George and Jean Nilsen donated their 49-acre Little Cove Creek Farm in Carter County, TN to the Southern Appalachian Highlands Conservancy (SAHC) on December 19, 1984. Almost 40 years later, SAHC has purchased a 17-acre tract to add to the preserve. This new acquisition closes a gap between SAHC’s Little Cove Creek Preserve and Cherokee National Forest.
“This special slice of land was an important addition to our wonderful Little Cove Creek Preserve,” says Land Protection Director Michelle Pugliese. “The property can be seen from the Appalachian Trail, and the main branch of Little Cove Creek, classified as a Tennessee Exceptional Stream, flows along the western boundary. It has been SAHC’s long-time goal to acquire this tract to bridge the Little Cove Creek Preserve with the national forest.”
The protected portion of Little Cove Creek and a small waterfall are special features of the newly acquired land. During our June Jamboree partnership hike with Pathways to Parks this summer, hikers enjoyed seeing the new tract and waterfall in person. The intrepid Challenge Hike participants for the June Jamboree charted an off-trail course, descending from the Hackline Trail on Cherokee National Forest and following Little Cove Creek into SAHC’s preserve. It is a lovely destination for guided hikes in our Connecting People with Land Program!
“Acquiring this tract will enable SAHC to maintain a short interpretive trail loop, allowing guests to our Little Cove Creek Preserve to visit the cascading waterfall as well as historic gravesites, rock walls, and foundations on the original property,” adds Associate Director Kristy Urquhart.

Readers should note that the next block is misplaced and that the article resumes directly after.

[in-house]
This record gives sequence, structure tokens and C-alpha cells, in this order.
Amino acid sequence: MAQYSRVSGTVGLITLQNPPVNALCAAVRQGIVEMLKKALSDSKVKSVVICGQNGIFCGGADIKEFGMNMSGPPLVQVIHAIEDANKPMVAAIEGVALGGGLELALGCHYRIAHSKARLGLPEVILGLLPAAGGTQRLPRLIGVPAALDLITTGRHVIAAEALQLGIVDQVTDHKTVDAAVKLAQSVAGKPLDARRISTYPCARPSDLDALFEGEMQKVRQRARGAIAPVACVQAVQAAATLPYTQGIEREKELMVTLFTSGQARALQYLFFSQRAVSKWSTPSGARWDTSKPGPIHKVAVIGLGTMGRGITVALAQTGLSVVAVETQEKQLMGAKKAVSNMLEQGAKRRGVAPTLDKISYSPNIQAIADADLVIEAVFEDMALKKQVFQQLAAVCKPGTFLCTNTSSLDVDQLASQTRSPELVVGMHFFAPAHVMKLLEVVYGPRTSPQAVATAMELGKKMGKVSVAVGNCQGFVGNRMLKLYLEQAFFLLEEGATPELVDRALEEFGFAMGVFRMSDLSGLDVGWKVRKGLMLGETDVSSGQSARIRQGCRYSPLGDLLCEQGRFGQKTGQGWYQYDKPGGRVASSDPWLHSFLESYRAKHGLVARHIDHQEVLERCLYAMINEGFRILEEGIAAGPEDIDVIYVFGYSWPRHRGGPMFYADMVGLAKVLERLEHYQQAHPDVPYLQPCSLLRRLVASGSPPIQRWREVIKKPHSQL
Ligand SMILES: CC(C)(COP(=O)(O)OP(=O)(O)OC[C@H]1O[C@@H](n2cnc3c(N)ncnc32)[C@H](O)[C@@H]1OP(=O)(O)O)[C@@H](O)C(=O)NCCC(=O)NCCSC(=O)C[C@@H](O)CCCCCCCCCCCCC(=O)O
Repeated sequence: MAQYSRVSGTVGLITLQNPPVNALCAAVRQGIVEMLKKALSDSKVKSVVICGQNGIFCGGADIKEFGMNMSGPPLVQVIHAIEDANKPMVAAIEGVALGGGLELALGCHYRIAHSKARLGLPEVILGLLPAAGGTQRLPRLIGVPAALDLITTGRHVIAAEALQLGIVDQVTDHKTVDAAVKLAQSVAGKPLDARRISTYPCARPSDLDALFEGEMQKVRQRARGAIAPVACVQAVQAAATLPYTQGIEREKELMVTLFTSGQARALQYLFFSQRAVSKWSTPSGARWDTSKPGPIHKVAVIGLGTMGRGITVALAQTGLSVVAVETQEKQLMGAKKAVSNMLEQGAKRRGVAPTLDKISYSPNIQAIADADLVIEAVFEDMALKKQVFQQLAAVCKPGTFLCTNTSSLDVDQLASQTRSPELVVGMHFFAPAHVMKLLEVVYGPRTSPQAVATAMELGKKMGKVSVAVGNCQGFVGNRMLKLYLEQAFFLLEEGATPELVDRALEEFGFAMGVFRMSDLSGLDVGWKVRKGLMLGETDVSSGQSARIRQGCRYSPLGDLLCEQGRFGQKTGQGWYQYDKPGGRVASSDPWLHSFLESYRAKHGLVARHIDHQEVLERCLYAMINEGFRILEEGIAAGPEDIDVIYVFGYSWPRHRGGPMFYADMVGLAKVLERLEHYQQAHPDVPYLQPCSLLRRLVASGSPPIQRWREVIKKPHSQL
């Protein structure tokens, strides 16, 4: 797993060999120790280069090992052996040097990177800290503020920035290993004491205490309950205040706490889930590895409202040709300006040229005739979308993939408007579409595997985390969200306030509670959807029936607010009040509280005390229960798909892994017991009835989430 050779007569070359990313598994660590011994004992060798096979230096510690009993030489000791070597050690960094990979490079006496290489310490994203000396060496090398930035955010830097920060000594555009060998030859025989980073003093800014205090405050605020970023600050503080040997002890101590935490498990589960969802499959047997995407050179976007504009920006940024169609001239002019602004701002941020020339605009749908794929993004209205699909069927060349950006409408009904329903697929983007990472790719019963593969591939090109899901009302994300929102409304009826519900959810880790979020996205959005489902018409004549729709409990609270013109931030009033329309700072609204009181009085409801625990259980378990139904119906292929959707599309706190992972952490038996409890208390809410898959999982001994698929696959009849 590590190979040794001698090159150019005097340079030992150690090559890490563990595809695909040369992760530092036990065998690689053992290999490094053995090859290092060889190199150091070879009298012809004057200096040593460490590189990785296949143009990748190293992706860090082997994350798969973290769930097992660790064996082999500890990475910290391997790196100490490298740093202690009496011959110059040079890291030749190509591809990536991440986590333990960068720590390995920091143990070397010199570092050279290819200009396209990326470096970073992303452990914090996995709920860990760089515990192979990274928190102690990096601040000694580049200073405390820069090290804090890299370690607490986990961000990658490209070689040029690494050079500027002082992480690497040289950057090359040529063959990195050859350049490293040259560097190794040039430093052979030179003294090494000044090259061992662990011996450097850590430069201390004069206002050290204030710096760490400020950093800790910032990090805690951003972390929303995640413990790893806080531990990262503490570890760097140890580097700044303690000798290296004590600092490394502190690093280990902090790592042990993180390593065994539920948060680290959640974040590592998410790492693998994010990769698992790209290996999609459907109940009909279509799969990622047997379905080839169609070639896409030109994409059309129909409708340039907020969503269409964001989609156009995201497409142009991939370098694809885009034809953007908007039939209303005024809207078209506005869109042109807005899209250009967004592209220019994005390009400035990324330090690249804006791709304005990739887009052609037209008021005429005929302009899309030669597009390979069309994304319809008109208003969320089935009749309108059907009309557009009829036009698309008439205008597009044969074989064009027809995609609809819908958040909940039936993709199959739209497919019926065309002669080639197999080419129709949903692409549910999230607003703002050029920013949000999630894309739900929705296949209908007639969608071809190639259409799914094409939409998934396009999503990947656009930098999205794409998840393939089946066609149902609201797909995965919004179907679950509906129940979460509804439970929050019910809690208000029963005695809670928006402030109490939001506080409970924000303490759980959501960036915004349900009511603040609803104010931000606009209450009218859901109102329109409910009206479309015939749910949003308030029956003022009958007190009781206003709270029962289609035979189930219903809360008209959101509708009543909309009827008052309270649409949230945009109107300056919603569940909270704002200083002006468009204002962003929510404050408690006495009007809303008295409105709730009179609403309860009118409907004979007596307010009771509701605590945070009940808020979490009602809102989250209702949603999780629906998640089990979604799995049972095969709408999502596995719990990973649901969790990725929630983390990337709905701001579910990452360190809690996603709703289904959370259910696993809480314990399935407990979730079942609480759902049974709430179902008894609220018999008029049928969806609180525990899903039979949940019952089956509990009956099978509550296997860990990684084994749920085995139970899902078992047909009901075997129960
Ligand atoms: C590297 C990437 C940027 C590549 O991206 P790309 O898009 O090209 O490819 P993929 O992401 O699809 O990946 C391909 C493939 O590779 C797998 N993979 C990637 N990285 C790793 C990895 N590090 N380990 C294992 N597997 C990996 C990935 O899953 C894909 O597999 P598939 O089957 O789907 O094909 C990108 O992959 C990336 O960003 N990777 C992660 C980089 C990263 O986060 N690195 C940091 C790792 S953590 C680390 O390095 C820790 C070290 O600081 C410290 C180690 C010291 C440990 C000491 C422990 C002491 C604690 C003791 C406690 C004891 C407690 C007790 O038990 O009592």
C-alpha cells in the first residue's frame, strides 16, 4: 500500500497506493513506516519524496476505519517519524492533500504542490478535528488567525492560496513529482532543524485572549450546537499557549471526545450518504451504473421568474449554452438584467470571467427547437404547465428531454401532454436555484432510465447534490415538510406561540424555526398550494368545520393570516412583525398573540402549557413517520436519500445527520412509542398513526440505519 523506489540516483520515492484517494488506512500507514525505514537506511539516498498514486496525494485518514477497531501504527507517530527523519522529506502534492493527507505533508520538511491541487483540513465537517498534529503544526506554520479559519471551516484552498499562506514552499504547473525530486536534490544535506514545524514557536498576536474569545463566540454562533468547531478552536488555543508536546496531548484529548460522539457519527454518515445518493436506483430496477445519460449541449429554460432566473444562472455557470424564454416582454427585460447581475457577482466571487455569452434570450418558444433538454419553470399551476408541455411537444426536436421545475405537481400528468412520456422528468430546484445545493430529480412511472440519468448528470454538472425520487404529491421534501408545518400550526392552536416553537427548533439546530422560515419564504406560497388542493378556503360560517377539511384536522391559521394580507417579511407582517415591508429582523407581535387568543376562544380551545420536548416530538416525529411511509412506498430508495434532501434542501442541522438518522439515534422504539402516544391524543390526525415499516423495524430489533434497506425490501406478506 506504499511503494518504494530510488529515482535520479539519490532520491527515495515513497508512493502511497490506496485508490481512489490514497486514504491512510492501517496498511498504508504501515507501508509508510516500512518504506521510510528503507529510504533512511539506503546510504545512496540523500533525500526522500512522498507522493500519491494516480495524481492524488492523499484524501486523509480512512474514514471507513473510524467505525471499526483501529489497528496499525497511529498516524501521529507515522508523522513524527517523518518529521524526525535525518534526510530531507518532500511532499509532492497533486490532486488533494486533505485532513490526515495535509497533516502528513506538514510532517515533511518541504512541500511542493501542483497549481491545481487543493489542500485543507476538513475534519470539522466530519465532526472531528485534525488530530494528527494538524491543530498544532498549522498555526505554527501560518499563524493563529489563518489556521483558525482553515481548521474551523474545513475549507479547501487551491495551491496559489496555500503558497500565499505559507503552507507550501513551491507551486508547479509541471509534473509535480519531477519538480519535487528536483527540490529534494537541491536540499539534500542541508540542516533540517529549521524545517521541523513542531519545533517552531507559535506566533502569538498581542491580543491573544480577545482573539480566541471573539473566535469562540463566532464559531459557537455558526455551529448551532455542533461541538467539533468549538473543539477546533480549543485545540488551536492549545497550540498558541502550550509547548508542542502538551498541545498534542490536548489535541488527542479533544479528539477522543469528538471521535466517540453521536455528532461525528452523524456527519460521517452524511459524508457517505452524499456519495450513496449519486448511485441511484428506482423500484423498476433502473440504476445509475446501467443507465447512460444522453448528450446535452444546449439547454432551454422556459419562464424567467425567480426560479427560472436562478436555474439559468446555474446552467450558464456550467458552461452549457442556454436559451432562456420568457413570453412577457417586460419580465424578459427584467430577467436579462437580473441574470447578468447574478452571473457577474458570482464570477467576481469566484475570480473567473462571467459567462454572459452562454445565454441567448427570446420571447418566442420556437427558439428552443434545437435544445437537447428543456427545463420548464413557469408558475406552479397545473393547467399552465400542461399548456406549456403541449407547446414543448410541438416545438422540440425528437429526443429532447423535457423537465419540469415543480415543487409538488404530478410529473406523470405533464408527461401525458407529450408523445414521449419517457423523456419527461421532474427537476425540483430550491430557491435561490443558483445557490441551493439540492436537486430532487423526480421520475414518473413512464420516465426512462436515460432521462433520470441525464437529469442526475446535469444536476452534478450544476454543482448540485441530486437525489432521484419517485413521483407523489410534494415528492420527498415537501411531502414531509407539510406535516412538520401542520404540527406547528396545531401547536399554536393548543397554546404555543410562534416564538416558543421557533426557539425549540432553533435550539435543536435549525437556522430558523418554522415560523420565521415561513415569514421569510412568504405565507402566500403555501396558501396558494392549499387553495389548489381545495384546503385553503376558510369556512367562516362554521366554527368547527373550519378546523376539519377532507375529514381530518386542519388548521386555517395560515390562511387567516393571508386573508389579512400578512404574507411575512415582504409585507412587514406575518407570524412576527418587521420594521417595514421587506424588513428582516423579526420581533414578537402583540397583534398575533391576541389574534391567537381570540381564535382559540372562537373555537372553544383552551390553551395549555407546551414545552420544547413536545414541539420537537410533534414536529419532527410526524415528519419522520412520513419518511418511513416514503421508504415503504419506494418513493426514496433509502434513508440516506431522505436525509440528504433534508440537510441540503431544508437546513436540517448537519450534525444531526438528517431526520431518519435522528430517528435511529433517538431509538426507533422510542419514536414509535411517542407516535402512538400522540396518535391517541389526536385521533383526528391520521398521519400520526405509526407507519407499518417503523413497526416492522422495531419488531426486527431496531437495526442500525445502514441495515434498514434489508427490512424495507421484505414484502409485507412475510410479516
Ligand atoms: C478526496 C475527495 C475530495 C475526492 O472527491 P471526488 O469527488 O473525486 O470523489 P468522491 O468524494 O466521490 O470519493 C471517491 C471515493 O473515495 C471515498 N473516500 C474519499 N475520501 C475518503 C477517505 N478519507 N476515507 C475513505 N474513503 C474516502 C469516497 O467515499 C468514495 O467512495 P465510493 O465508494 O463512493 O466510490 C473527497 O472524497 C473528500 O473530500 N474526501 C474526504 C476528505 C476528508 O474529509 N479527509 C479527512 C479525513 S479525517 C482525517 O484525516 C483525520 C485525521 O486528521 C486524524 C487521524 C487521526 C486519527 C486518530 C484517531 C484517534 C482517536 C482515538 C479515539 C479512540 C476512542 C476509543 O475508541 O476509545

Closing the gap between SAHC’s preserve and national forest land helps secure unbroken habitat corridors for wildlife and plants and protects a crucial link in protecting the Doe River Watershed, one of the best trout fishing areas in the entire state.
CONTINUING THE CONSERVATION LEGACY
Donated in 1984, the original Little Cove Creek tract was the first nature preserve acquired by SAHC for long-term ownership. Although SAHC had purchased other tracts of land in the Highlands of Roan prior to 1984, these other tracts were transferred to U.S. Forest Service ownership or other public land entities. According to an interview by Sarah Fraser in 2006, “George and Jean Nilsen learned about SAHC by reading an article written by Rick Patterson in the September 16, 1984 issue of the Johnson City Press Chronicle. They wanted their land to be preserved forever, so they donated it to SAHC.”
“I enjoyed hiking this property years ago with George Nilsen, and I was excited to share this remarkable place and stories of SAHC’s leaders with guests at this year’s June Jamboree,” recalls Jay Leutze, Senior Advisor to the Board. “Some of the early meetings to plan SAHC’s land protection and stewardship of the Highlands of Roan took place on the Nilsen farmstead. The preserve was used for nine years to house the botanist and stage the goats for the Baa-Tany Goat Project. It was such an important place for some of the early stewards of the Roan that they chose to be buried there — including Ed and Barbara Schell and SAHC founder Stan Murray.”
With the recently protected tract, SAHC’s Little Cove Creek Preserve now totals 66 acres. We are thrilled that the property is part of SAHC’s Connecting People with Land Program, and deeply grateful to the conservation-minded leaders and SAHC supporters who made the purchase and permanent protection of this land possible!